Nepal Earthquake

By May 11, 2017Archive

Nepal earthquake anniversary: helping a man called Krishna

Two years on from the April 2015 earthquake in Nepal, BMS World Mission writer Hailey went to Gorkha, one of the areas worst-hit by the devastation. When she got there, a man named Krishna was waiting for her.

Krishna sits cross-legged in front of us, ready to tell us his story. His mother, Pahilee, sits down right behind him. I can see in the lines spread across her face that things have not been easy for her and her son. Neighbours begin to flood the room. The small house fills up with men, women and children. It seems like they’re here partly because of curiosity and partly because of their love for Krishna. 
Two years ago, almost to this day, Krishna’s small, one-roomed house was completely destroyed when a massive earthquake, measuring 7.8 on the Richter scale, rocked his country. The roof and walls that protect me as I listen to his story are only here because of the gifts UK Christians gave to BMS’ Nepal earthquake appeal.
Hardship began for Krishna long before the earthquakes. He went blind when he was just four years old. He is now 44. “I don’t know what the world looks like,” says Krishna, tilting his head towards the floor. “I don’t remember.”
Growing up, he and his mother never had much money and barely had sufficient food to survive. “We do farming to make a living,” says Krishna. “But we never have enough for the entire year. We only make enough to last us three months.”
Krishna explains how the earthquakes made their lives even more precarious.
“Life was really hard after the earthquakes,” he says. “We had to live in the cow shed and temporary housing and it just caused more problems for us. It was really hard because my mother is getting older too.”
BMS has been helping Krishna. We’ve been working with a trusted partner on the ground in Gorkha to help the most vulnerable people in the district recover after the earthquake. Thanks to you, we are helping to rebuild homes for over a hundred people with disabilities in the area.
“Our new house is very good,” says Krishna. I’m told how it was built according to new government regulations to ensure that it is earthquake-proof. The hope is that this house will withstand any future disasters.
“We are so thankful,” says Krishna. “It feels good to live here now and we feel safe.”
Krishna lives a steep climb up a mountain in Gorkha. I’m a runner and even I find the incline leaves me straining. Out of breath. The greeting of “Namaste” and a smile are a relief when I arrive.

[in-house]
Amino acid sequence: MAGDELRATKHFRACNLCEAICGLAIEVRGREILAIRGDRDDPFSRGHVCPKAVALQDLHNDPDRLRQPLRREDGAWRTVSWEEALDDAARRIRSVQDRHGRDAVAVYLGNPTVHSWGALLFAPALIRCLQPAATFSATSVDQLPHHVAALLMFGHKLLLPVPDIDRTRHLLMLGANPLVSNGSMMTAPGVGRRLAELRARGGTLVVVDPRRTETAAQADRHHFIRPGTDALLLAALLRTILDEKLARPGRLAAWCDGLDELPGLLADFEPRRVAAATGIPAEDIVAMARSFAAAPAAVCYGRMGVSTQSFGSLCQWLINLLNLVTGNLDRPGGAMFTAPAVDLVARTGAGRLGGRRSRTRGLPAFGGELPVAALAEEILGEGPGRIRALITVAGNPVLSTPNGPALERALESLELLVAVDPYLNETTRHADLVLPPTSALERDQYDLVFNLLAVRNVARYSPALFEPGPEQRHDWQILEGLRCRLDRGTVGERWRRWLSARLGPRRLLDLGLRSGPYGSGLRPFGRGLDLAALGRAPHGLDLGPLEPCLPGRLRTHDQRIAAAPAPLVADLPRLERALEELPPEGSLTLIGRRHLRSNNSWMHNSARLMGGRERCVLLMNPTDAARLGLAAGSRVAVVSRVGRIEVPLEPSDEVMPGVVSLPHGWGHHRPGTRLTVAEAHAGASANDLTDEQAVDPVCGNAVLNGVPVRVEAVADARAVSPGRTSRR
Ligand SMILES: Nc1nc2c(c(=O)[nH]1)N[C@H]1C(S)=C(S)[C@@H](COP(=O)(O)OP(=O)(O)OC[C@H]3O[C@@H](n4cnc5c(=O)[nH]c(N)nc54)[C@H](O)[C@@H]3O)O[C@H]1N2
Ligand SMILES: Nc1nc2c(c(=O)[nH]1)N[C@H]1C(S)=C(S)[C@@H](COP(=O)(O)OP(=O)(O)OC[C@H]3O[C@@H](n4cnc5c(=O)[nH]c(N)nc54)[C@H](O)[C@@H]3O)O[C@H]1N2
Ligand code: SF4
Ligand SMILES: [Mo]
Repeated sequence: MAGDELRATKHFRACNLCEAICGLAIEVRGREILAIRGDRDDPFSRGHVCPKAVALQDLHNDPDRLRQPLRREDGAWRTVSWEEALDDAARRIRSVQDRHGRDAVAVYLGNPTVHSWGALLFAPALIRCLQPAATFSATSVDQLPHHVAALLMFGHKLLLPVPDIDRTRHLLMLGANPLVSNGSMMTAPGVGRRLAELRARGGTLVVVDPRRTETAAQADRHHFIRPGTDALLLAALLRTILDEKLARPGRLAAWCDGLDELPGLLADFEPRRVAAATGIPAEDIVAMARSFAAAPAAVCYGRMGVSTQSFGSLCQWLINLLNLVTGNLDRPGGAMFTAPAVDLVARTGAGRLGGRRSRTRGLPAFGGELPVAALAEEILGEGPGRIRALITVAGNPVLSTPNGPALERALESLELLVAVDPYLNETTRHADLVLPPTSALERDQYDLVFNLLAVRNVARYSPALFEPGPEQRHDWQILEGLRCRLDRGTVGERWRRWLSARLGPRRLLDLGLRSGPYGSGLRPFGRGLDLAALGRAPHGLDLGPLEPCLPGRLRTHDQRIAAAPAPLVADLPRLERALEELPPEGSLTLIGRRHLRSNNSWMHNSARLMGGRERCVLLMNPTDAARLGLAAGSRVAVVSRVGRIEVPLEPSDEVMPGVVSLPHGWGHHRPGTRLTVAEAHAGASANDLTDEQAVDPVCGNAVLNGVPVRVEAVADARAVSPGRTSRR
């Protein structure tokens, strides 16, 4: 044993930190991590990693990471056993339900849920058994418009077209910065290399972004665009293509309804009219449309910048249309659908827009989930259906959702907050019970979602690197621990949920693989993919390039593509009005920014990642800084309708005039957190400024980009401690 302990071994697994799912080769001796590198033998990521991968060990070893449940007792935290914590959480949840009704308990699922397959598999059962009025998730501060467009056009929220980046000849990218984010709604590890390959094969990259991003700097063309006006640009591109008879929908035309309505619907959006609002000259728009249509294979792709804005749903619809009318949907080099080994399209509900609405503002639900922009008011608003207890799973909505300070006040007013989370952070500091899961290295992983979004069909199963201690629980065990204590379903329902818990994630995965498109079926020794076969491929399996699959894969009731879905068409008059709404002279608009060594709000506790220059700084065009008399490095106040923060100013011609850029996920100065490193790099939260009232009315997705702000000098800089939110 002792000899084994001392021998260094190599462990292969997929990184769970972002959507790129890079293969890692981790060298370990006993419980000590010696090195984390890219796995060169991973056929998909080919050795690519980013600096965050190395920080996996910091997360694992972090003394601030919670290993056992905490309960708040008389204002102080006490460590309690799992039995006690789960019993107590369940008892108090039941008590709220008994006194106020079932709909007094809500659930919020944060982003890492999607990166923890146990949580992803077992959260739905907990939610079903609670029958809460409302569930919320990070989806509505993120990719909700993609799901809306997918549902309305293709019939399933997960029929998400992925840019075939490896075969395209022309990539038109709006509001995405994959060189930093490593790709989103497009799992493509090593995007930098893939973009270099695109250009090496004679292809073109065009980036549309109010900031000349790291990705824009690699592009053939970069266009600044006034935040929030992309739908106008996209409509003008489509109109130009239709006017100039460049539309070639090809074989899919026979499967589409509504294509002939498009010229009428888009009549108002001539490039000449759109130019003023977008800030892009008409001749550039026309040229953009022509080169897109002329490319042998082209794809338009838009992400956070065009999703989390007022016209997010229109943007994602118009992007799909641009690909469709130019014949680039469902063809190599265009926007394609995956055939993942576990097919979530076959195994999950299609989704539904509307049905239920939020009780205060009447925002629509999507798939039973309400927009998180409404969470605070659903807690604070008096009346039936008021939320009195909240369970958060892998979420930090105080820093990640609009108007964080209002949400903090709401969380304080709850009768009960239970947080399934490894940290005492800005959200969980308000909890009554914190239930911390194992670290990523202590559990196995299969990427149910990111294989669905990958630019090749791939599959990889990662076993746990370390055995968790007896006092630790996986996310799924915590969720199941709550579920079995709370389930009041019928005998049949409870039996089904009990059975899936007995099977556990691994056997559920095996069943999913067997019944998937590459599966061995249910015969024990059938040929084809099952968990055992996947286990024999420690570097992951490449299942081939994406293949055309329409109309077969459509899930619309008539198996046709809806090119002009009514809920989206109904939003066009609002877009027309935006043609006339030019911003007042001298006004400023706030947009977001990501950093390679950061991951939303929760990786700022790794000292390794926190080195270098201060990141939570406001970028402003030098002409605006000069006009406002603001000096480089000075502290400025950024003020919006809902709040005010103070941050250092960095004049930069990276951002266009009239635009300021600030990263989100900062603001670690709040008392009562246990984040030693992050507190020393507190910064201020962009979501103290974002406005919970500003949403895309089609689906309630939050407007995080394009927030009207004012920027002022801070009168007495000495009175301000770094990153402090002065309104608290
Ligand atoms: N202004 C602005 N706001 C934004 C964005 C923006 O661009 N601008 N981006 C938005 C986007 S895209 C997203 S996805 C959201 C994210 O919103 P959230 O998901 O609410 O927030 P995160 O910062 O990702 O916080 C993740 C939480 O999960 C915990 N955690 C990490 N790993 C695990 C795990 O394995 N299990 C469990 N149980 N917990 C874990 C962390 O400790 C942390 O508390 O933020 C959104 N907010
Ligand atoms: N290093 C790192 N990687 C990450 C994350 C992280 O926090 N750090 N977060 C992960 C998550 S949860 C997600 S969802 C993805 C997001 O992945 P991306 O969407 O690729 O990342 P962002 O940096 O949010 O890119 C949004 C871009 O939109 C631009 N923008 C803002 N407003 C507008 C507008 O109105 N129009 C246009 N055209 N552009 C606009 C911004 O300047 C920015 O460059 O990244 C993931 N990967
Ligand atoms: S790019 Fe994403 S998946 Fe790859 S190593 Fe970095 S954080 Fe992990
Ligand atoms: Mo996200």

Krishna’s home is small and simple. It’s dark inside and there are two bed frames with no mattresses and a straw mat on the floor. That’s about it. He and his mother insist that our group sit on the bed frames while they sit on the floor. A woman comes in and places pink home-made flower necklaces and yellow scarves around each of our necks. Their kindness is humbling.
This little home, which many back in the UK or where I’m from in America wouldn’t think much of, means the world to Krishna and his mother. I can see it in the way he clutches his chest when he says, “we are very happy you helped us.”
As our Land Rover begins its descent from Krishna’s home up high in the mountains, it begins to rain. It’s like the tears welling up for Krishna and his mother. For all of the people I’ve met and spoken with today. Heaviness swells inside me and I feel like I can’t breathe.
Nilisha, my guide for the day, interrupts my thoughts from the back seat. “Hailey, look out of the window, that’s where we’re going next.” I look outside, and there it is – a beautiful rainbow cascading over our mountain to the next, right over Gorkha. I always think of God and his promises when I see rainbows, and all of a sudden I have this reassurance. Even though life is hard for these people – and it is still so hard – God is taking care of them. BMS and Christians around the world are playing our part. There is more to do. But we are still helping.
I breathe again.

BMS has given over £700,000 towards earthquake recovery in Nepal, responding to the needs of some of the worst-affected people in the aftermath of the disasters, and continuing to help the most vulnerable two years on.

This has only been possible because of your gifts and your prayers.

Thank you.